The Midnight Man

Charlotte Mede
2008, Historical Romance (1860s England and South America)
Brava, $14.00, 336 pages, Amazon ASIN 0758223676

Grade: D
Sensuality: Hot

I like historical romances in general and have a particular weakness for those with a side helping of the dark and gothic. From the cover blurb and the opening chapter, The Midnight Man promised to contain both. Unfortunately it delivered more flashbacks to the "I don't trust you," "I don't trust you either," and the "well-that's-settled...now let's go at it like wild things" bad old days of romance than most readers would find enjoyable. The adventures of the thinly crafted hero and heroine, as well as a truly offensive cast of villains made for a most unpleasant read.

As the story opens, the scandalous widow Helena Hartford indulges in opium at a notorious club. Her nephew is prepared to commit her to Bedlam on charges of moral insanity. However, after escaping from him, Helena finds herself with self-made businessman Nicholas Ramsay. The mysterious Ramsay intrigues Helena, even as she finds herself not trusting him. For his part, Ramsay seems drawn physically to Helena, but he obviously has some mysterious agenda. This initial setup seems promising and the couple has an interesting chemistry, but the book soon turned into a tedious mire as the story developed.

The ensuing relationship between Helena and Ramsay often feels unrealistic because the author permits the reader to spend so little time in the heads of her characters. We know that they initially distrust each other despite their strong physical attraction, but their interactions often feel as though they lack a certain something. Helena's insistence on going her own way and immersing herself in her art after her husband's death seems understandable, but readers never really learn much about her art or why she devotes herself to it. Her commitment as an artist never feels quite real.

Ramsay's life as a self-made success feels even less real. Attentive readers will see vague hints as to the source of his wealth, but a casual reading may leave some wondering whether his import/export work is that of a trader or something more sinister. In addition, while Ramsay has a motive for revenge against someone who treated him wrongly, his choice of target is not the most sensible. His revenge plan also suffers from the same shortcoming as Helena's art - it never feels real. Though this hero comes up with an extreme plan and acts to carry it out, one never senses that he believes in it deeply enough.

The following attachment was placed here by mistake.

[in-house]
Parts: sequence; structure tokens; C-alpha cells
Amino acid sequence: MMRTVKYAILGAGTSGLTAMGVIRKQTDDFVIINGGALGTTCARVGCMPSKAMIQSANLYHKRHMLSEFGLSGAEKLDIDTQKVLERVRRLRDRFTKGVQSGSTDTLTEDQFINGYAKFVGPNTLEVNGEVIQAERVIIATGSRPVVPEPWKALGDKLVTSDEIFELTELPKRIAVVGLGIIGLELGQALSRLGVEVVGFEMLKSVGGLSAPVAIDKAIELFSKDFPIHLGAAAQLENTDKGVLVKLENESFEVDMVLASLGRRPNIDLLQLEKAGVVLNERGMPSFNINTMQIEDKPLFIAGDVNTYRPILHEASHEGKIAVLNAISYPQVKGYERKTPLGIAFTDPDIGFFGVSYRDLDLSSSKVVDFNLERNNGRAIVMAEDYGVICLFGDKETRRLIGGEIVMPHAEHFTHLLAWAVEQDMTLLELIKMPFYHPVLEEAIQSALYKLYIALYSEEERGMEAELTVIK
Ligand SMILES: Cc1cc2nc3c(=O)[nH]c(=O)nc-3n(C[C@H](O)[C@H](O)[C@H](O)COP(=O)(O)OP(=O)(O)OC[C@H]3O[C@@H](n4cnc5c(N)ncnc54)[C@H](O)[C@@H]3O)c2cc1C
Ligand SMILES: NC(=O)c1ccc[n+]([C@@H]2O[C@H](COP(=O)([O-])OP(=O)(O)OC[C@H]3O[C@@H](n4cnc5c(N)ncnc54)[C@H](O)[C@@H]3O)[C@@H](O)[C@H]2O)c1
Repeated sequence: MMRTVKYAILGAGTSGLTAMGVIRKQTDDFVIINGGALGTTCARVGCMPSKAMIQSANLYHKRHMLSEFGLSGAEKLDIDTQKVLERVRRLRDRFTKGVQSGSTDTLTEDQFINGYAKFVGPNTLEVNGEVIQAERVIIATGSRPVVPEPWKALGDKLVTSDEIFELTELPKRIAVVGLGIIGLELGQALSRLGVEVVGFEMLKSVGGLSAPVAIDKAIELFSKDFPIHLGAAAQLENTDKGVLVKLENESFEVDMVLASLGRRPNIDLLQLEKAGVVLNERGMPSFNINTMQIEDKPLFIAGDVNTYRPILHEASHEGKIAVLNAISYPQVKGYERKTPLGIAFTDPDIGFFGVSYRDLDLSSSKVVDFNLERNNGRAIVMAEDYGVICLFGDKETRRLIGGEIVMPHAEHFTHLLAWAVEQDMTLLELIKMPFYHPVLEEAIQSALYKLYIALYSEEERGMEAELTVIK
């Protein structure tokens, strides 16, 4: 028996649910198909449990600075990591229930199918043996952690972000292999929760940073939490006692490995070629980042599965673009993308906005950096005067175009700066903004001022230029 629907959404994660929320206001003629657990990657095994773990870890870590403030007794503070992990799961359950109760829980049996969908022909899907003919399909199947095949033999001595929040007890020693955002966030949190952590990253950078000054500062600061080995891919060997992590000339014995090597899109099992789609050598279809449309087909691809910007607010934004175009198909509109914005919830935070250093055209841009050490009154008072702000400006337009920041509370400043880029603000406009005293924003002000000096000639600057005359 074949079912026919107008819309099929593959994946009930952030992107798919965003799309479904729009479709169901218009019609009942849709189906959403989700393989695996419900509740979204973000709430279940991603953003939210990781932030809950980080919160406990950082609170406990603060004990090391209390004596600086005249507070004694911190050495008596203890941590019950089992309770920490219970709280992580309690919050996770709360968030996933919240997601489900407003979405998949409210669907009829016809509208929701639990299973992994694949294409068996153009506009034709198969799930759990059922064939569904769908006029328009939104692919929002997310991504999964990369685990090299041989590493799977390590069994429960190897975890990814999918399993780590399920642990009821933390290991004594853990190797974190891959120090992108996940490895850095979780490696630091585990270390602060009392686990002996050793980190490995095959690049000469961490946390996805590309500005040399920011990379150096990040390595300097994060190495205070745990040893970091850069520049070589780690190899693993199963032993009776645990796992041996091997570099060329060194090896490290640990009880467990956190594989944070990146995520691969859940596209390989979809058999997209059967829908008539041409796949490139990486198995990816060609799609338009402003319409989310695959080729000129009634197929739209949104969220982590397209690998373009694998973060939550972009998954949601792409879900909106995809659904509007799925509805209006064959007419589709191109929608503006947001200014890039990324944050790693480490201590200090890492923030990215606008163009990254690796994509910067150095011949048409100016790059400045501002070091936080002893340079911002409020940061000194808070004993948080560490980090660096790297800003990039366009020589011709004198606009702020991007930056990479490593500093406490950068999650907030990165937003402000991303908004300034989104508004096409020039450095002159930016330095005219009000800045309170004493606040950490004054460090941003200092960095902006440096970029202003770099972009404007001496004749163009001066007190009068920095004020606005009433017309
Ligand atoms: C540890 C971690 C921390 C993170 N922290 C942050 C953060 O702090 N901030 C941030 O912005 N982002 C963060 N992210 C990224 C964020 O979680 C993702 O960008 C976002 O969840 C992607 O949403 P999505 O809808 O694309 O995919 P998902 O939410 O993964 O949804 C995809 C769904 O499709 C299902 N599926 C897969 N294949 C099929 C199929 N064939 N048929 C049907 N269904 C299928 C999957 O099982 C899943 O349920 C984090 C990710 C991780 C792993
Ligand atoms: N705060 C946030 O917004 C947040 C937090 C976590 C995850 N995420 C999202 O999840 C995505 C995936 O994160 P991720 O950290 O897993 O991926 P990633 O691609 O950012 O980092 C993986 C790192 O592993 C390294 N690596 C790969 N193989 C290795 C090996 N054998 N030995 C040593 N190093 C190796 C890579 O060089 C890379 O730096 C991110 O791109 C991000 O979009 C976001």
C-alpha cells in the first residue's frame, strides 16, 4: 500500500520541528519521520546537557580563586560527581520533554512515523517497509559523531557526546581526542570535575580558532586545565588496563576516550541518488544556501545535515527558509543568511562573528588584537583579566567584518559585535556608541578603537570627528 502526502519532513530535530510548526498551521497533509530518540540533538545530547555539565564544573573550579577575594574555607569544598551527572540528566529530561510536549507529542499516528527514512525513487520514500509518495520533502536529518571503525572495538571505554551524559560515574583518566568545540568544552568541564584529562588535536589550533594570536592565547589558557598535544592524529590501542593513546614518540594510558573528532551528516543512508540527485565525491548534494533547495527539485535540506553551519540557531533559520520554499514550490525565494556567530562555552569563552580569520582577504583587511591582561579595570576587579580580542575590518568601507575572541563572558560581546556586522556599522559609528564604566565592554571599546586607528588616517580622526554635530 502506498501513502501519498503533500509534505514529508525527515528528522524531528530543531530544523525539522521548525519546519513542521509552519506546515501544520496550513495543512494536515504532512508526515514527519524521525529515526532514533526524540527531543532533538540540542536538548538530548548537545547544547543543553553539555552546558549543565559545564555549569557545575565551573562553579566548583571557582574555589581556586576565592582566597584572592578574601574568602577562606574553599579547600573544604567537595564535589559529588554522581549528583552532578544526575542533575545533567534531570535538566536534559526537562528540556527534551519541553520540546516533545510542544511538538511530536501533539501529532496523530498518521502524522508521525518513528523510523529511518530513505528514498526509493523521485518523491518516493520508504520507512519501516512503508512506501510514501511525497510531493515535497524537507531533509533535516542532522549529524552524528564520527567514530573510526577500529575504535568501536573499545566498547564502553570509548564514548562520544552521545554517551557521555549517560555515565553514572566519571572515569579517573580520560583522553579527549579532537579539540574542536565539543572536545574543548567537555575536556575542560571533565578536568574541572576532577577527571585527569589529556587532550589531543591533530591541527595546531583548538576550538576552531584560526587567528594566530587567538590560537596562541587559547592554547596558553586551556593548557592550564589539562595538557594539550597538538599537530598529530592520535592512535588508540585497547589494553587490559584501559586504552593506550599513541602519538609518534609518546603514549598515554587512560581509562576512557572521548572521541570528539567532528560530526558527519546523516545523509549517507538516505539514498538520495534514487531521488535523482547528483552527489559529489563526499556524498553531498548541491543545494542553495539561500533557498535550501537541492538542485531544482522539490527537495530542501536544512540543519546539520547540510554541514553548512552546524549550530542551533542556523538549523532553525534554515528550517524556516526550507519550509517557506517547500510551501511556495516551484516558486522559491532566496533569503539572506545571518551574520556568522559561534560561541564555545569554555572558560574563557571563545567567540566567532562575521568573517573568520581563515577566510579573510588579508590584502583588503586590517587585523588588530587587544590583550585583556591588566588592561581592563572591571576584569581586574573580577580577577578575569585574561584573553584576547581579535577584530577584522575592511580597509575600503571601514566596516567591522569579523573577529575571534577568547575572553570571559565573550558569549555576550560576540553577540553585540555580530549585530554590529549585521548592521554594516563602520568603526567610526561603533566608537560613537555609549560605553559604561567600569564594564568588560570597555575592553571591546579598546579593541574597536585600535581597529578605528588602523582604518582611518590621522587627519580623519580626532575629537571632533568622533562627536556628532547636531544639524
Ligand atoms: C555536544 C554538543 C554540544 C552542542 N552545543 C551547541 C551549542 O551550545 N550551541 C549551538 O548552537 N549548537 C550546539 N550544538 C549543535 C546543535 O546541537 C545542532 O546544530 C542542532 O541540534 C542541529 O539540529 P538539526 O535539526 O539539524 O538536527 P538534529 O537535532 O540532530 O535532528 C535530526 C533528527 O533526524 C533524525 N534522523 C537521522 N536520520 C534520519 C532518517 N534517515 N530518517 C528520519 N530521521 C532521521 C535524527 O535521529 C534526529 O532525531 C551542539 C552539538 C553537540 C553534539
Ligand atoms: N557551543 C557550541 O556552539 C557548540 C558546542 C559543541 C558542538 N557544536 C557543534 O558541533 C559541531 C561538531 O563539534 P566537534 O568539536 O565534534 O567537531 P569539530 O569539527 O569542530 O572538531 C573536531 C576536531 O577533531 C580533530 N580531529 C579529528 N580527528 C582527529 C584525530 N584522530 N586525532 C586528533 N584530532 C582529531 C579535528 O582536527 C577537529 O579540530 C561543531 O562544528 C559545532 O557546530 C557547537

And then there are the villains. Not only are they e-e-e-v-i-l (then again, subtlety is not a strong point of the narrative), they seem to reflect more of a knee-jerk response against the Christian religion than any effort at imagination. Is a particular character affiliated with the church? Said character's soul is then black as darkest night and no sin is too great or small to heap upon him. As I mentioned before, shades of gray do not seem to be this author's forte, and in this case, it makes for a novel that is not only dull but also vaguely creepy and offensive.

The Victorian setting can, in the hands of the right author, lend itself to a delightfully eerie tale, but that did not happen here. While the cover and premise of The Midnight Man may appear appealing to those who like a touch of the gothic, I would certainly steer clear of this one - especially at the trade paperback price. Tales with a Gothic tone seem to be somewhat easier to find these days, and I would rather spend my hard-earned money on a well-written one.

-- Lynn Spencer

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